- A follow-up activity will then follow. This might be a further study of fish, to be used after reading Armien’s Fishing Trip, or making a galimoto out of wire and found materials after reading Galimoto, or a writing and drawing activity about the physical and psychological effects when trying out a brand new item of clothing or new piece of sporting or art equipment, after reading Not So Fast, Songololo.
These packages are collected throughout the year and saved in a Passport to the World folder. Each child was initially given a mock up of a personal passport with photograph and identifying information, which is taped to the front of the folder. (A folded passport booklet could be made, with the destination of each trip and date logged into the book similar to a real passport.)
An example of a packet made for the book Not So Fast, Songololo is included in the following pages. In the next few years I will be refining and polishing this and other packets as well as creating new ones which will use books focusing on children living throughout the world.
Map of Africa
Not So Fast, Songololo
By Niki Daley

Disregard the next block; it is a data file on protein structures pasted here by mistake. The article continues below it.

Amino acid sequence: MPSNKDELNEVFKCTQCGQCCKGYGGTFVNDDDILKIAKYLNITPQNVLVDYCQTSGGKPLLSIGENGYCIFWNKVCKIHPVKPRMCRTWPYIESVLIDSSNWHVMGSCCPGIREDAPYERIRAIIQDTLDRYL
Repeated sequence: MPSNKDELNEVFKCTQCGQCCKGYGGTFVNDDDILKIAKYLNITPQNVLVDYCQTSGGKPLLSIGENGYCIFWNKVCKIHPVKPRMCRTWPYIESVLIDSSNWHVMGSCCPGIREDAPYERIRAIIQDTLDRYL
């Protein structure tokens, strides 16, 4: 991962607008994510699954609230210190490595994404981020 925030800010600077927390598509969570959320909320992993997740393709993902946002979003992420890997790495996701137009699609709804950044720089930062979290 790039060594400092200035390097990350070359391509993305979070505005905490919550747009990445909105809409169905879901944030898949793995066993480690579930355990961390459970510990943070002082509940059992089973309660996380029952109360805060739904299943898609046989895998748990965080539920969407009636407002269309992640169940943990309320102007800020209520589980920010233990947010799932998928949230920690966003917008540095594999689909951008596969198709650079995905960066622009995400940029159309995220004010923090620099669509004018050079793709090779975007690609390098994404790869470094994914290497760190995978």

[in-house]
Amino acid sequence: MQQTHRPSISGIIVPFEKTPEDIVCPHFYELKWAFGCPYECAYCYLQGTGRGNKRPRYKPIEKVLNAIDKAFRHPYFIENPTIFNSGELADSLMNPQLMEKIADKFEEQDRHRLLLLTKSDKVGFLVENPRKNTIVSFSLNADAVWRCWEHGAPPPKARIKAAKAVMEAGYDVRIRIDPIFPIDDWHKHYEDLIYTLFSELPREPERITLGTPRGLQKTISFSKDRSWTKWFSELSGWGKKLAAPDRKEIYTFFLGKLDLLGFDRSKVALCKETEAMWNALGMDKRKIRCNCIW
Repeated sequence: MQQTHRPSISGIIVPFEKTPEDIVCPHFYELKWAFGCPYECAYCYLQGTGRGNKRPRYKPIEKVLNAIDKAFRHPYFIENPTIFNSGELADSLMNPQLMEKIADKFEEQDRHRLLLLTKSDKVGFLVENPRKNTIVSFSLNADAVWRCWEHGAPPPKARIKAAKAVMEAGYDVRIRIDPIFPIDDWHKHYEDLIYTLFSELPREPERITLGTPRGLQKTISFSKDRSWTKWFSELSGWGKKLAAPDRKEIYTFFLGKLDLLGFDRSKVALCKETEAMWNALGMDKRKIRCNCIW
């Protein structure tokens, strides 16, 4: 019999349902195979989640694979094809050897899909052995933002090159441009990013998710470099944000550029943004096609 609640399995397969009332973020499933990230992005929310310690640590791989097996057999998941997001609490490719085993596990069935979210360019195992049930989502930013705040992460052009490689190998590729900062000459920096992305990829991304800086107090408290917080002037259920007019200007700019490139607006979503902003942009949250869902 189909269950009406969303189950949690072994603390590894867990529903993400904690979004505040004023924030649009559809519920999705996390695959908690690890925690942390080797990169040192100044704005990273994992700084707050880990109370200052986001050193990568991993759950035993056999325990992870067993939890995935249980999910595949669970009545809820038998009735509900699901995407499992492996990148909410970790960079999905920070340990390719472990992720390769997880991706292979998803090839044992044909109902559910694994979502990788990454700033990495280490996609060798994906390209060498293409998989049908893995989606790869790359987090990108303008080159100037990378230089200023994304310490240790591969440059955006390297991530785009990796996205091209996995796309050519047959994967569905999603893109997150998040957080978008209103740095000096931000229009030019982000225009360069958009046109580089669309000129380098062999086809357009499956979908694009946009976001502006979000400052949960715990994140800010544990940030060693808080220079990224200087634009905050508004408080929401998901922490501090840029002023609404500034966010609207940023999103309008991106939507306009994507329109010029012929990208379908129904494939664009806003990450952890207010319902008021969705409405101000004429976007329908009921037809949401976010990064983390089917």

Shepherd’s grandmother bought him some new “tackies,” and now he can walk much faster! Draw a picture of an object that you got that was brand new and it helped you do something faster or more easily or better.
Now draw a picture of you using this new object, piece of clothing,…whatever it was. Show us how your performance improved.
Explain why this object helped you do something better…was it because you were proud, or did it really help you improve your performance?
Mark an X where Songololo lives.
Draw an O where you live
What continent is this? _________________________________________
Mark an X where Songololo lives.
What is the name of his country? ________________________________________
Book Title: Not So Fast, Songololo__________________
Author: Niki Daly____________________
Main Character: _____________________________________________
Character’s address: ________________________________________